Adderall Abuse On College Campuses: Keep Students Safe
0 have signed. Let’s get to 100!
Just like you and me, Richard Fee was just another busy college student. He was class president, had a full college scholarship, and was even set on medical school. With so much on his plate, he didn’t think much when he took the pill his friend offered him in order to concentrate longer. However, that pill was an Adderall pill: and three years and multiple drug prescriptions later, raddled with an out of control Adderall addiction, Richard took his own life.
So many people are like Richard Fee, and do not know just how addictive Adderall is before they take their first pill. Just 2% of students consider Adderall to be “very dangerous.” But Adderall is a big deal. In fact, the Food and Drug Administration puts Adderall, a prescription drug to treat ADHD and narcolepsy, right next to morphine, opium, and methamphetamine in terms of addictiveness. Its effects on those without ADHD include increased blood pressure, heart rate, insomnia, irritability, and at some dosages, cardiac arrest.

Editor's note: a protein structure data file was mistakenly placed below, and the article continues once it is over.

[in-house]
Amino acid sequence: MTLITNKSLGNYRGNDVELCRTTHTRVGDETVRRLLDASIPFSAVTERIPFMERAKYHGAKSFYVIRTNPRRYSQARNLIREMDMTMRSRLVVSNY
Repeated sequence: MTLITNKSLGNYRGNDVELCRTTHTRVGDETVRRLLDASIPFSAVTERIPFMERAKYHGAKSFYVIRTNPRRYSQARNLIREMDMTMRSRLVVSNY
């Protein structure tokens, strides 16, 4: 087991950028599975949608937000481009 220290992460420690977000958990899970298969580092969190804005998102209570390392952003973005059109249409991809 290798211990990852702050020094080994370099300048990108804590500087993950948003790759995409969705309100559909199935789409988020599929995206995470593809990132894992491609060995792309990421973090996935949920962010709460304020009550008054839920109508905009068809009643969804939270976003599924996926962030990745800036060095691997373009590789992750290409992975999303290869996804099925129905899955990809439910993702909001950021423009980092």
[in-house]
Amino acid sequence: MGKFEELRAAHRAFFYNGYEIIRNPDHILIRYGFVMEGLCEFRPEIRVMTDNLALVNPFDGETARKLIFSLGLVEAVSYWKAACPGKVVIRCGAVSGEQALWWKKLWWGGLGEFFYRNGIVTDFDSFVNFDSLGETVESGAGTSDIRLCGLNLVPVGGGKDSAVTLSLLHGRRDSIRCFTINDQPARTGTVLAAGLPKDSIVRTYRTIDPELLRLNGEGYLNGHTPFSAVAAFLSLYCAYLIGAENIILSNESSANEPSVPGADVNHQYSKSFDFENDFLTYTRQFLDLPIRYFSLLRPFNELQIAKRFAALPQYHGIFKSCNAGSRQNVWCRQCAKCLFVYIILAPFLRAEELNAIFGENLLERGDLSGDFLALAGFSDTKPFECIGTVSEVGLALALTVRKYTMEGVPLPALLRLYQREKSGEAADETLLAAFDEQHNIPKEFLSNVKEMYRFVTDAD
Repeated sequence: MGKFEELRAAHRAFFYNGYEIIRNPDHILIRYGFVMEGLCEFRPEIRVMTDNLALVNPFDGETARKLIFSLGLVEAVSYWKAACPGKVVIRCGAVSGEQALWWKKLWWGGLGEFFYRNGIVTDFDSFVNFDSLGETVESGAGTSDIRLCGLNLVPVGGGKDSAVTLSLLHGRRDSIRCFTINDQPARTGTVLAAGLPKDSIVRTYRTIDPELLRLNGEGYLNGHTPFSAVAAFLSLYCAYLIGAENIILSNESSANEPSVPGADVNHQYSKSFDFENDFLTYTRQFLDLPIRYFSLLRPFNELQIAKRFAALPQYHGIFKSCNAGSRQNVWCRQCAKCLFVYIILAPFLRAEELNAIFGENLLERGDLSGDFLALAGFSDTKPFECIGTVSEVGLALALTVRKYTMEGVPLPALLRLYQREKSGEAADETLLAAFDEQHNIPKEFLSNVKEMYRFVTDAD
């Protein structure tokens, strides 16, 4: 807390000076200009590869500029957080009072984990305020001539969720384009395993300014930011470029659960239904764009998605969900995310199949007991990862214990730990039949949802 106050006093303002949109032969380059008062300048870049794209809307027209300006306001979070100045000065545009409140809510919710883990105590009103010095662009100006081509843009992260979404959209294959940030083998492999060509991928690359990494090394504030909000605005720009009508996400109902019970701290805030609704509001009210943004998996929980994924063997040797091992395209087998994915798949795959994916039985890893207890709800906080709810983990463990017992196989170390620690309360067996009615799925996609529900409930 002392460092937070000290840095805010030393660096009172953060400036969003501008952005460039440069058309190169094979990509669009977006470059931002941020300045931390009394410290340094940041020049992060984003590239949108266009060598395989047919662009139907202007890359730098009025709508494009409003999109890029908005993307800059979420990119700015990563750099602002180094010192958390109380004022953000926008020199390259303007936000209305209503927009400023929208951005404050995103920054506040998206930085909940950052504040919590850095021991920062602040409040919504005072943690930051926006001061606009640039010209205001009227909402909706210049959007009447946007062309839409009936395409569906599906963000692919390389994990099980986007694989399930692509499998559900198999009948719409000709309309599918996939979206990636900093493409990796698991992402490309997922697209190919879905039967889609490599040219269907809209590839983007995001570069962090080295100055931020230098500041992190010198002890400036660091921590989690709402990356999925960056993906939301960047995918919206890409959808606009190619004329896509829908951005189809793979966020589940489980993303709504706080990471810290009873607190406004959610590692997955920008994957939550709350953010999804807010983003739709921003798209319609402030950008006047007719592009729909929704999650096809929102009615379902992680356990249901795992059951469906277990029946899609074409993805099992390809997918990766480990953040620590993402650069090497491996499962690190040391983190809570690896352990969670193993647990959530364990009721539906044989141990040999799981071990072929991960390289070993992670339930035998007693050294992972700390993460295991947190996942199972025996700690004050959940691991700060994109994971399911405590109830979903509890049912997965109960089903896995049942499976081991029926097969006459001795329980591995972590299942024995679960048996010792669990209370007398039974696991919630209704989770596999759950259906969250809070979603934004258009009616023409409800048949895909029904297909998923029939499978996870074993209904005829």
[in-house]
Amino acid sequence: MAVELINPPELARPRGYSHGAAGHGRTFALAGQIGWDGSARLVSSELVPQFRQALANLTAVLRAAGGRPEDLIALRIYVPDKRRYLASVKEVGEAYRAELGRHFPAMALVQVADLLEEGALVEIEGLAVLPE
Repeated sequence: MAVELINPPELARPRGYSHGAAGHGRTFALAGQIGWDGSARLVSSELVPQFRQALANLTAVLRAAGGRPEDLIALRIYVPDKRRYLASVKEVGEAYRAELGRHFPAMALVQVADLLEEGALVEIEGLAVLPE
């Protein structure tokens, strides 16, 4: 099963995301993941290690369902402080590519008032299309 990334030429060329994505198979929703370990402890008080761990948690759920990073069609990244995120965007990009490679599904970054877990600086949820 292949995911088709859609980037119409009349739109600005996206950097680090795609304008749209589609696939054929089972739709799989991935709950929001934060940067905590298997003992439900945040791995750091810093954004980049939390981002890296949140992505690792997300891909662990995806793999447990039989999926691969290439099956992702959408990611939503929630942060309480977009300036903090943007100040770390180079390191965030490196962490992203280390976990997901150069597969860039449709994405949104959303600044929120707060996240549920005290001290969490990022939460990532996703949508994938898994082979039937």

The most clear-cut way to address this issue and save future students like Richard is to decrease the availability of Adderall on college campuses in the first place. Because 74% of all college Adderall abusers get the drugs from a friend with a prescription, we must reorganize the way Adderall prescriptions are administered so that patients do not receive multiple prescriptions at the same time, and therefore can't sell their extras. We can accomplish this simply. By amending the Comprehensive Addiction and Recovery Act (CARA) to include Adderall on its list of opioids, heroin, and methamphetamine, we can decrease the Adderall supply on campuses, and help students be safer in their institutions of learning. We can do this.
Learn more at: https://www.youtube.com/watch?v=kV2IFCFSJ7Q
Today: Gloria is counting on you
Gloria Xu needs your help with “Senator Sheldon : Adderall Abuse On College Campuses: Keep Our Kids Safe”. Join Gloria and 21 supporters today.